Residents, business owners and other stakeholders gathered at Point Park University last week to discuss charting a path toward a safer neighborhood.

The Pittsburgh Downtown Partnership (PDP) organized the meeting, which took place on Friday and included representatives from the police department and the city’s social services agencies. The gathering had been planned before Thursday morning’s apparently random stabbing of two women at a Downtown bus shelter.

“Friday’s meeting allowed for a diverse group of stakeholders to discuss a range of topics including support services for individuals experiencing homelessness, police outreach and how we can create stronger connections with the community of residents, business and property owners that are interested in ensuring the collective growth and investment continues along this corridor,” says Jeremy Waldrup, president & CEO of the PDP.

A major goal among stakeholders is to ensure that the economic progress being made Downtown can continue, but there seems to be a growing focus on assisting those who are struggling.

“One of the most important things to remember is that being poor, homeless or a panhandler is not criminal,” says Waldrup. And “situations that may make someone uncomfortable,” he says, may not actually be crimes.

The Pittsburgh History & Landmarks Foundation (PHLF), which owns significant real estate in the area, is one of several community organizations working to revitalize Downtown’s once prospering retail economy.

Karamagi Rujumba, director of development and communications for PHLF, tells NEXTpittsburgh that their partner organizations have been reporting increased levels of homelessness and public intoxication, particularly in the Wood Street area, since early May.

Addressing that problem can benefit those who are struggling, while also helping maintain the progress toward revitalizing Downtown.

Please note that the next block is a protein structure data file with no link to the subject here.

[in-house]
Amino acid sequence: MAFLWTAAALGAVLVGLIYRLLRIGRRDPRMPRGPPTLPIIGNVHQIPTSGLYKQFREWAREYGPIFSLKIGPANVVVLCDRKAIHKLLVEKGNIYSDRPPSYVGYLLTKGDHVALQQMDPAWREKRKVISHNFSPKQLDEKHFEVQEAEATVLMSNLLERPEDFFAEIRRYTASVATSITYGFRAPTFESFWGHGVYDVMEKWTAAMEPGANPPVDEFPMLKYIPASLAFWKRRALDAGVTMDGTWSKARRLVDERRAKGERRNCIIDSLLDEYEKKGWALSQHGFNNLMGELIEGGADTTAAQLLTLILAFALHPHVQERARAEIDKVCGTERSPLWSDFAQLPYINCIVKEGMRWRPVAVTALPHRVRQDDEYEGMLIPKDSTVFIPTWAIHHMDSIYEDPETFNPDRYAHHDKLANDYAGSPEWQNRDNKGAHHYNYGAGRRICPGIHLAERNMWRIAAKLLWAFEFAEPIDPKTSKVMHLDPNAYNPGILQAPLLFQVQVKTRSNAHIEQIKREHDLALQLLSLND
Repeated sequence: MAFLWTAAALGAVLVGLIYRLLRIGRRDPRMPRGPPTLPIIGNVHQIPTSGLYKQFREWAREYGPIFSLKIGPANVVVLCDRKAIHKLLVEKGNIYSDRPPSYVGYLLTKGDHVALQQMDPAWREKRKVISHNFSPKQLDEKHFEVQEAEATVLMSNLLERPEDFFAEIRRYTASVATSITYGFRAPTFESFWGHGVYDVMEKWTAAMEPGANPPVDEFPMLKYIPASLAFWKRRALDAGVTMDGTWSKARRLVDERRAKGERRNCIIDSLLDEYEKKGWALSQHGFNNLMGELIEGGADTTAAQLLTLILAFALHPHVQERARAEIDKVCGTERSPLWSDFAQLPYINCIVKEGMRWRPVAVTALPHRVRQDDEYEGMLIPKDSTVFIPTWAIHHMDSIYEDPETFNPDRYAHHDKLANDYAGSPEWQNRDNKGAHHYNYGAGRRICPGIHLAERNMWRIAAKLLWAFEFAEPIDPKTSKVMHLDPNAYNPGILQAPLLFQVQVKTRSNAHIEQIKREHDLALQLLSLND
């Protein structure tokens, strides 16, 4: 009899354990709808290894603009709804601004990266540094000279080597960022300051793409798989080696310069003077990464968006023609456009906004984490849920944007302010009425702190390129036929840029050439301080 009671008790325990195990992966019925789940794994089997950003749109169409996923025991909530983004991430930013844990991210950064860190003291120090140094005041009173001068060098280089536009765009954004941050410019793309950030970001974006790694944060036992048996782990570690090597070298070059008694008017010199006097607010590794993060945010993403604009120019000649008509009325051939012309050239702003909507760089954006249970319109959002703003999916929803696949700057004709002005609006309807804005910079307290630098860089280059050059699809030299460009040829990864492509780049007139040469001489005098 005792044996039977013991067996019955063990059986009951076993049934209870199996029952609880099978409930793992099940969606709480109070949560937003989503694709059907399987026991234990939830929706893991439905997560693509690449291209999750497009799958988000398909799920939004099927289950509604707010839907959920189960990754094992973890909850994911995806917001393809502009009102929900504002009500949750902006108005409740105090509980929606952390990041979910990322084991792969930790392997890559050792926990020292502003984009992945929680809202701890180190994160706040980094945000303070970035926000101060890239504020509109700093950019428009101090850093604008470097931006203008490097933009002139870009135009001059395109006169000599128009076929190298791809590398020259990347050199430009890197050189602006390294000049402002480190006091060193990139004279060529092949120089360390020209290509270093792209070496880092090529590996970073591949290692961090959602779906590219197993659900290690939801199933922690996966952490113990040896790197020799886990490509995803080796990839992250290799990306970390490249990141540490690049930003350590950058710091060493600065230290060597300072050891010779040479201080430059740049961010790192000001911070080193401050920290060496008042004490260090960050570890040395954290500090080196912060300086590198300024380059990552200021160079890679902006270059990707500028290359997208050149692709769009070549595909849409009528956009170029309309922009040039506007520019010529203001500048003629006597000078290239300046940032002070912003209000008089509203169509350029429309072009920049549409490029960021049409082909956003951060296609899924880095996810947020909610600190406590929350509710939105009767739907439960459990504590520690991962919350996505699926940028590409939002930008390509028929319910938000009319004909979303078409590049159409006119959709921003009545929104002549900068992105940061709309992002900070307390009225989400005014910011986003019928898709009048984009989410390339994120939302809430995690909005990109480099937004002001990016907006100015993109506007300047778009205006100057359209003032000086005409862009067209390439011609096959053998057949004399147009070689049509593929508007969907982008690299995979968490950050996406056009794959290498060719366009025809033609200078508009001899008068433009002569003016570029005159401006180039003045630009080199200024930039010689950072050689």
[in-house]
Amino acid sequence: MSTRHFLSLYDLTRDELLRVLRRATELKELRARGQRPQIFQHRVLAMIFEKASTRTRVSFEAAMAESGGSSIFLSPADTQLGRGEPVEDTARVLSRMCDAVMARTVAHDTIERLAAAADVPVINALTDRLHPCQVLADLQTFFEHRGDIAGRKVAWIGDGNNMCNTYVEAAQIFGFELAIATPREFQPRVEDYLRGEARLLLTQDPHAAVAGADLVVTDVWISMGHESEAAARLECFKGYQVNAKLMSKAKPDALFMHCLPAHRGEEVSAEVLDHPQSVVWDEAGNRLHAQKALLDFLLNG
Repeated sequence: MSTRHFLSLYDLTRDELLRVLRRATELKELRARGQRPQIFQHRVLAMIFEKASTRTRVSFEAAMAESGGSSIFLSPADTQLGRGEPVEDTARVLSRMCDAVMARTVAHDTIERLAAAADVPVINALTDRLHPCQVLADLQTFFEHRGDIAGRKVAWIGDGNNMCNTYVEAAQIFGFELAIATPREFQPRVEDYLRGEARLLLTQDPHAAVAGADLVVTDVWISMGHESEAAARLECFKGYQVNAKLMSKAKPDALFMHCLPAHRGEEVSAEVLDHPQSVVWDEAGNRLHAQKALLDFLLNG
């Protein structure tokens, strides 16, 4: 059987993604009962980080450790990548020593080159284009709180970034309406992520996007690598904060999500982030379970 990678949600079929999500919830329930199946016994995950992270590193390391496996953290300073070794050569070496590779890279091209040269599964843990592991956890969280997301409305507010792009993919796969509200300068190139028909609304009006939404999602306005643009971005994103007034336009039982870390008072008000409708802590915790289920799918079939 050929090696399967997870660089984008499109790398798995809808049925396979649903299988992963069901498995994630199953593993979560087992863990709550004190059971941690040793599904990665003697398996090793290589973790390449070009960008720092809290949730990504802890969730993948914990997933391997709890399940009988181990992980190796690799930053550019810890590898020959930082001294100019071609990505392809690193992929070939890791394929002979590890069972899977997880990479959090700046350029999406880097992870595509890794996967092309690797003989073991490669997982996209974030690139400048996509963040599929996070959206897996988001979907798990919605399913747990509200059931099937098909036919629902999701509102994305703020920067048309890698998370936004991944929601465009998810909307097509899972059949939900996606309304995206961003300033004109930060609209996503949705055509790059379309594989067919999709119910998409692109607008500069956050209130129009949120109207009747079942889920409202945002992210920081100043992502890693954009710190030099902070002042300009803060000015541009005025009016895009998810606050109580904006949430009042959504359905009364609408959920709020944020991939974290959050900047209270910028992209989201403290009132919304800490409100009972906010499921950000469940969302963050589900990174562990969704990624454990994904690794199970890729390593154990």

“We have grown concerned that some of the gains that we’ve been making,” says Rujumba, “might fall off if we don’t address this issue.”

Waldrup says the public forum on Friday raised a number of practical solutions to the public’s concerns about safety.

“We would like to see more visible police presence, specifically in the evening hours,” says Waldrup. “We would also like the city and county to collectively look at the resources that are dedicated to helping individuals experiencing homelessness in Downtown and determine what gaps might exist in meeting their needs.”

He adds, “If gaps exist, we are committed to advocating for additional resources to ensure that individuals interested in receiving support can have access to it.”

The Mayor’s office declined to comment about the requests made at the meeting.

Though Waldrup and Rujumba are hoping to see short-term progress from the city government, both development experts say addressing the root causes of the situation (mental illness, addiction, homelessness) in the long term will require investments from every corner of our community.

“We are grateful for the support of the police, but this is a complex issue that is going to require greater investment from everyone,” says Waldrup. “Social service agencies, nonprofits, public safety and others, if we hope to solve these challenges.”